Thirty eight (13.1%) patients withdrew the treatment, 13 of them due to resistance, 11 due to adverse effects, and the rest due to incompliance. Twenty nine (76.3%) of them were naive and 9 (23.7%) treatment-experienced. Naive patients had more chance to finish the course of treatment (P < 0.01, Pearson Chi-Square).

Among naive patients, 82.0% achieved SVR, 5.4% were resistant to therapy and 11.0% withdrew the treatment. Relapse was observed in 12.2% of naive patients who finished the course of treatment. RVR and EVR were seen in 67.7% and 90.6% of naive patients, respectively.

Among all patients, Peginterferon-alpha and RBV dosage decreased in 16 (5.5%) and 23 (8.0%) patients, respectively due to adverse effects. Peginterferon-alpha dosage was reduced in 3.5% and 17.1% of group A and B naive patients, respectively (P < 0.01, Pearson Chi-Square). Eighteen (6.2%) patients received Erythropoietin and 8 (2.8%) patients GCSF. Comparison of side effects between the two groups is shown in Table 4.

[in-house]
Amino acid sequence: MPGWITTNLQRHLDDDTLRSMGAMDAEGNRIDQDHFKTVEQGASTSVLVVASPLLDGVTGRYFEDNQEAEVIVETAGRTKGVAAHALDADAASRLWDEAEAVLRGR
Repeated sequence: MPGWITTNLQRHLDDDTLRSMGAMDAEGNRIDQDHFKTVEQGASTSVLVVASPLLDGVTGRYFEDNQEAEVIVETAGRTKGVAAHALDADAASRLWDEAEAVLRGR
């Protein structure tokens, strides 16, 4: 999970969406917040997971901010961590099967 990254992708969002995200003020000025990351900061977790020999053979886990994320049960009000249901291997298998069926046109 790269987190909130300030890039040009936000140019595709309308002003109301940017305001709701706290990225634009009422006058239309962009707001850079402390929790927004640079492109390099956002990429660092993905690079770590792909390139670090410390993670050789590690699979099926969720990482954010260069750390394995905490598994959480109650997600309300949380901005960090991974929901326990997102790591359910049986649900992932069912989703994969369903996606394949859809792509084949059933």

Table 4. Comparison of Side Effects Between Group A and Group B Patientsa
Total bGroup A bGroup B bOR (CI 95%) cP Value
Arthralgia, Myalgia135/289 (46.7)124/247 (50.2)11/42 (26.2)2.84 (1.37 - 5.91)< 0.01 d
Alopecia98/289 (33.9)91/247 (36.8)7/42 (16.7)2.92 (1.24 - 6.84)0.01 d
Pruritus90/289 (31.1)83/247 (33.6)7/42 (16.7)2.53 (1.08 - 5.94)0.03 d
Insomnia85/289 (29.4)81/247 (32.8)4/42 (9.5)4.64 (1.60 - 13.43)< 0.01 d
Dyspnea74/289 (25.6)70/247 (28.3)4/42 (9.5)3.76 (1.29 - 10.92)0.01 d
Anorexia64/289 (22.1)64/247 (25.9)0/4229.88 (1.81 - 492.56) e< 0.01 d
Dermal Problems f22/289 (7.6)12/247 (4.9)10/42 (23.8)0.16 (0.07 - 0.41)< 0.01 g
Coryza22/289 (7.6)12/247 (4.9)10/42 (23.8)0.16 (0.07 - 0.41)< 0.01 g
Bleeding h9/289 (3.1)5/247 (2.0)4/42 (9.5)0.20 (0.50 - 0.76)0.01 g

aGroup A treated with Peginterferon-alpha-2a and Group B treated with Peginterferon-alpha-2b both in combination with Ribavirin.

bData are presented as No. of cases / No. of all. (%).

cOdds Ratio of Group A/Group B (95% Confidence Interval).

dFisher’s Exact test.

eCornfield’s Corrected Odds Ratio of Subgroup A1/Subgroup A2 (95% Confidence Interval).

fDermal Problems consist of Dry Skin, Rash, Dermatitis and Induration.

gPearson Chi-Square.